|Like many of us, Coach Harbaugh is wondering why there is no sound coming from the South End Zone scoreboard (Kirthmon F. Dozier, Detroit Free Press)|
The new Michigan offense answered with scores on three of its next four possessions and looked to have created a semblance of order, if sloppy, first week, needs improvement order. But the mood was locked in, the tone had been set. The night game magic of Under the Lights I was a distant memory, even if the Michigan Stadium DJ attempted to rouse the old feeling by playing Taio Cruz's "Dynamite." (This led to an exchange between myself and my college roommate and longtime seatmate in which I said "It would appear were trying to do whatever the opposite of 'exorcise the demons' is? Like 'inorcize'? To which he gently pointed out the word I was looking for was "possession." Really we were just invoking the spirits, but I digress.)
Things looked to have been a righted ship until Lavert Hill got a case of the muffs on a fair catch punt with five minutes to go, leading to another MTSU touchdown and an eventual 27-14 halftime score that made the MMB's terrific show seem not so great because this was not going as planned. So many B1G teams had rolled to relatively sweat-free victories in Week 1, what the hell was wrong. All the hope that everything had been fixed, all of the hand-waving that the defense was going to be just fine despite some significant personnel losses felt like wishful thinking at best, and willful self-deceit at worst. And yet, both scores came off short fields due to turnovers, the defense did look like it could still flash bits and pieces of its old self, but it still felt off.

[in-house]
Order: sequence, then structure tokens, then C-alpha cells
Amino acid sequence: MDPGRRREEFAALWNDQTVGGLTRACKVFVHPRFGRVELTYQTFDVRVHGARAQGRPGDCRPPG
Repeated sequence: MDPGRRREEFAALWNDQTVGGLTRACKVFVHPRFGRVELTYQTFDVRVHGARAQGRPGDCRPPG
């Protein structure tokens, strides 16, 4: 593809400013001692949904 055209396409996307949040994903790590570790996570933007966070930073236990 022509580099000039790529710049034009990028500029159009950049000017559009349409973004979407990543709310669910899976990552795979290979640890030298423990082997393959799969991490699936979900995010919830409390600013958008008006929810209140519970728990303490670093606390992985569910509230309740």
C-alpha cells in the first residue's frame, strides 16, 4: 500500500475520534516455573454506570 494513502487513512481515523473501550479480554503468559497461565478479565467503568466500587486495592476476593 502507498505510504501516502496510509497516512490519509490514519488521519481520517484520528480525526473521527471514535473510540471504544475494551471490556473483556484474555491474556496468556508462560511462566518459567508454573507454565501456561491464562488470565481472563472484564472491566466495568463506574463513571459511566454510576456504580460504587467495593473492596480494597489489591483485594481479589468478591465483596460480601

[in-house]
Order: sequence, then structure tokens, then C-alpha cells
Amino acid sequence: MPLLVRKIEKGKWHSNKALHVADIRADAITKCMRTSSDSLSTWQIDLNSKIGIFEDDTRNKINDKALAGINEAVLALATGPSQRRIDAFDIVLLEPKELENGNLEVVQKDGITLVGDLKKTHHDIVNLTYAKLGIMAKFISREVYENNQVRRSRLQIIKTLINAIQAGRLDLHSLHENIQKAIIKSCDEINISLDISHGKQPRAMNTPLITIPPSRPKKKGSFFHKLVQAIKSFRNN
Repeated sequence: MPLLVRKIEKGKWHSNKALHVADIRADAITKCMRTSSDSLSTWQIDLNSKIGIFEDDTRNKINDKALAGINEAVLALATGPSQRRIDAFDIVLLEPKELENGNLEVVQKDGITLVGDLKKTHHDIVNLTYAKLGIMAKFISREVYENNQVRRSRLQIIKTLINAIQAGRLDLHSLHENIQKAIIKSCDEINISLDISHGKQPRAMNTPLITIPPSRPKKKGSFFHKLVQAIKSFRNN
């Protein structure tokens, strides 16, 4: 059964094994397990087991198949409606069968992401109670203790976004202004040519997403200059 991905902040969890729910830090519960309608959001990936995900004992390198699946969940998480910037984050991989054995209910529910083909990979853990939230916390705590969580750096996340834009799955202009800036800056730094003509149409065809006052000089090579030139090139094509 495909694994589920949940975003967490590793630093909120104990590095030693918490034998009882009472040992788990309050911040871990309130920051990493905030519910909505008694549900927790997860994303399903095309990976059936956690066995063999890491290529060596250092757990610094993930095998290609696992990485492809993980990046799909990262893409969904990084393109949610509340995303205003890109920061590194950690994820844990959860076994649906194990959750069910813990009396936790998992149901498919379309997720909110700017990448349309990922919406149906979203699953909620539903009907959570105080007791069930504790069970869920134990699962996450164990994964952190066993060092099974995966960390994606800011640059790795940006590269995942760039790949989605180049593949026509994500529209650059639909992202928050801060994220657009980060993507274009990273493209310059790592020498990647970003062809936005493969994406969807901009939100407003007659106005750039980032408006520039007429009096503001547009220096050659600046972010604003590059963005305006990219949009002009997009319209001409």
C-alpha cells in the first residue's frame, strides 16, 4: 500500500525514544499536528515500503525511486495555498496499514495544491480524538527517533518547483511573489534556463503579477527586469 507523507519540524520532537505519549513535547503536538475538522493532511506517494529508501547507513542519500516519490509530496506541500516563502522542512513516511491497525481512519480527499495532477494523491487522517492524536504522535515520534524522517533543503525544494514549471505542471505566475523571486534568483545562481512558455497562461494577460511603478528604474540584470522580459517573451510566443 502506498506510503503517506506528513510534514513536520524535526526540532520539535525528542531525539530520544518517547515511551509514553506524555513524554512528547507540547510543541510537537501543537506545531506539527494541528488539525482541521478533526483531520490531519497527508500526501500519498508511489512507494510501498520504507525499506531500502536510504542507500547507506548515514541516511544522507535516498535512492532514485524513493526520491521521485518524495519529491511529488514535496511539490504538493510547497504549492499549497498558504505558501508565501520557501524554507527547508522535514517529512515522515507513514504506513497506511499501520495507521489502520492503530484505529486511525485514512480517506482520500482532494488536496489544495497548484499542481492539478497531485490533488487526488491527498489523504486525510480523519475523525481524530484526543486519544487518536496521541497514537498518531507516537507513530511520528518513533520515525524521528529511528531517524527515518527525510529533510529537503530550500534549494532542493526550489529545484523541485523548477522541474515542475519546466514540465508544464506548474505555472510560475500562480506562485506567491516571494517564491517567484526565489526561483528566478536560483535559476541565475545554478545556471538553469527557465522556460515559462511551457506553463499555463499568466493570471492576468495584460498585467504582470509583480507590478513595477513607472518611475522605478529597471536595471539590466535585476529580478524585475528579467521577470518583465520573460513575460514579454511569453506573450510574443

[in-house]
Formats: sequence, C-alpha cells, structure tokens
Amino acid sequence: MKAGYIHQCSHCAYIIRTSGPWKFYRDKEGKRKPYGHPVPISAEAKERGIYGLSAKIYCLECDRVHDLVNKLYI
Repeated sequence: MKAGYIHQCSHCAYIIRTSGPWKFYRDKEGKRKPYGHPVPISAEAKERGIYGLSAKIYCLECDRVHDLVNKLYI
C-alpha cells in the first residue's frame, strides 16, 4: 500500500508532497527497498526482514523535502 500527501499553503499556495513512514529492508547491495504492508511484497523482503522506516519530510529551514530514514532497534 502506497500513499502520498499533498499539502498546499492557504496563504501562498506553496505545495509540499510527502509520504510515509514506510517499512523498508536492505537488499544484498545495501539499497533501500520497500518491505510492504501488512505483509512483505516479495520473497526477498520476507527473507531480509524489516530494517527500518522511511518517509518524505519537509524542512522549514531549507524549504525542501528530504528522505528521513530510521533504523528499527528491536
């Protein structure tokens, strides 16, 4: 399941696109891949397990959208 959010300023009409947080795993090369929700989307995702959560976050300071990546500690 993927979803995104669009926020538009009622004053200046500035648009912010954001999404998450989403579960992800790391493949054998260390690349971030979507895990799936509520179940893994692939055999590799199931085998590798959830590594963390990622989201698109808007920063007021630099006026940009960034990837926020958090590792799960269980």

The hardest part about this game is that it never could be examined on its own merits. It was always about what it tells us going forward, what does it mean for Wisconsin. College football only lives in the future and in the past, never the present. It was always going to be about a status check, a temperature taking, and the joy of those first few minutes before kickoff when everything is still possible, no dream is too bold, too outlandish. That the joy you hear when Carl Grapentine's deep baritone welcomes you warmly to Michigan Stadium, like an old friend, reminding you of what you missed and trying to make you believe. The game itself is the harsh reminder that this game is, at its core, a foolish thing to love, which somehow only makes you like it more, even when it hurts you, even when it doesn't quite go the way you wanted it to at the moment.
So I have seen the full spectrum of takes and opinions about what to take away from this game. I don't know who is correct in any of this, but no one else does either because no one can see the future. The harbingers are here, we just don't know which ones they are yet.